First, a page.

Signed by:

European Centre for Press and Media Freedom

European Federation of Journalists

OBC Transeuropa

Free Press Unlimited

International Press Institute (IPI)

This statement is part of the Media Freedom Rapid Response (MFRR), an Europe-wide mechanism, which tracks, monitors and responds to violations of press and media freedom in EU Member States and Candidate Countries. This project provides legal and practical support, public advocacy and information to protect journalists and media workers. The MFRR is organised by an consortium led by the European Centre for Press and Media Freedom (ECPMF) with ARTICLE 19, the European Federation of Journalists (EFJ), Free Press Unlimited (FPU), the Institute for Applied Informatics at the University of Leipzig (InfAI), International Press Institute (IPI) and CCI/Osservatorio Balcani e Caucaso Transeuropa (OBCT). The project is co-funded by the European Commission. www.mfrr.eu

Read news by categories:

Related news

Feature

ECPMF signs joint media freedom statement on the European Media Freedom Act

As the European Commission is finalising the draft proposal for a European Media Freedom Act, ECPMF has joined a coalition of media freedom groups to call for the EMFA to address issues around the European single market, media ownership and transparency of economic relations with the state, and how to support a vibrant, diverse and independent media sector.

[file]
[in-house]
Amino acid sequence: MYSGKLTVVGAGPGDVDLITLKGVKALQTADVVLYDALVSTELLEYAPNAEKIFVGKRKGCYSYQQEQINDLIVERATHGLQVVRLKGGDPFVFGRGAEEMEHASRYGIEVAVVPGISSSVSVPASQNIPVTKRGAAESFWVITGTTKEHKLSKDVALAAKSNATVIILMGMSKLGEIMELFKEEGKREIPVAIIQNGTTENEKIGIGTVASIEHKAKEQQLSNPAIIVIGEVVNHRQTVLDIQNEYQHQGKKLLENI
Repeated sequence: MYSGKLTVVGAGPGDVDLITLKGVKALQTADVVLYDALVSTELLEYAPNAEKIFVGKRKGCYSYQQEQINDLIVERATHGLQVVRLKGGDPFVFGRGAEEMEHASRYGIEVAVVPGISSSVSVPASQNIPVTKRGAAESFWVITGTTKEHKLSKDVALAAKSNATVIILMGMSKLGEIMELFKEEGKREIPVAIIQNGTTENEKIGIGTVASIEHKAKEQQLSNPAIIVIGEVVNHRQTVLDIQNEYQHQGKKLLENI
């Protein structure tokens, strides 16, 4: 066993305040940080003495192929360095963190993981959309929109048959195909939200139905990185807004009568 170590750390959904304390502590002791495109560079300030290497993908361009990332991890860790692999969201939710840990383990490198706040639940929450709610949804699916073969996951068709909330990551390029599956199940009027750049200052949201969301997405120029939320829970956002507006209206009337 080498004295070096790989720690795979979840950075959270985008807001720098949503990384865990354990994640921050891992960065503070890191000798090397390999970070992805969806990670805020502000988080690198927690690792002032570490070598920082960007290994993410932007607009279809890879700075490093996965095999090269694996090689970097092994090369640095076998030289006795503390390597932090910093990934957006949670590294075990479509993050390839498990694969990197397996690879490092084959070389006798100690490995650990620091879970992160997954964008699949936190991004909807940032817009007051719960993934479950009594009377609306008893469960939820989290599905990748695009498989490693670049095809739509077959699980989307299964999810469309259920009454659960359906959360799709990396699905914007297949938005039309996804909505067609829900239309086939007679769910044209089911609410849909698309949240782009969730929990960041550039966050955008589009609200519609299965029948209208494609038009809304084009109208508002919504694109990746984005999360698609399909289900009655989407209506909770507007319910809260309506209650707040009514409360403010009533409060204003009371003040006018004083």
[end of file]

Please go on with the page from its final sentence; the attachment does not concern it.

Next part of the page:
READ MORE
Feature

Media freedom groups concerned by delay in investigation into leak of Emilia Șercan’s stolen photos

ECPMF joined a collection of media freedom and freedom of expression groups to express concern at delays to the investigation into the publication of Romanian journalist Emilia Șercan’s stolen photos and the alleged leak of key elements of the investigation into this offense. 

READ MORE
Mission

Czech Republic: MFRR pushes for reforms to strengthen independence of public broadcaster

Representatives from IPI and ECPMF travelled to Prague on 15 June to meet with officials from the Ministry of Culture and push for the development of reforms which strengthen the independence of the country’s public broadcaster.

READ MORE
Feature

Spain: Fine against photographer underscores urgent need for reform of Gag Law

Partners of the MFRR today express serious concern over the recent €1,000 fine issued to Pulitzer prize-winning photographer Javier Bauluz under Spain’s controversial “Gag Law”.

READ MORE
Jobs

Kauffrau/Kaufmann für Büromanagement (w/m/d) – Teilzeit (20Stunden/Woche)

READ MORE
General

“You can’t write anything without considering the war, because the war changed everything” – Interview with Ukrainian journalist Maria Grynevych

Maria Grynevych is a Ukrainian journalist and Chief Editor of the news agency Socportal. She has been displaced since the start of the war in Ukraine. Maria is currently participating in ECPMF’s Journalist-in-Residence programme in Leipzig.

READ MORE
Tags :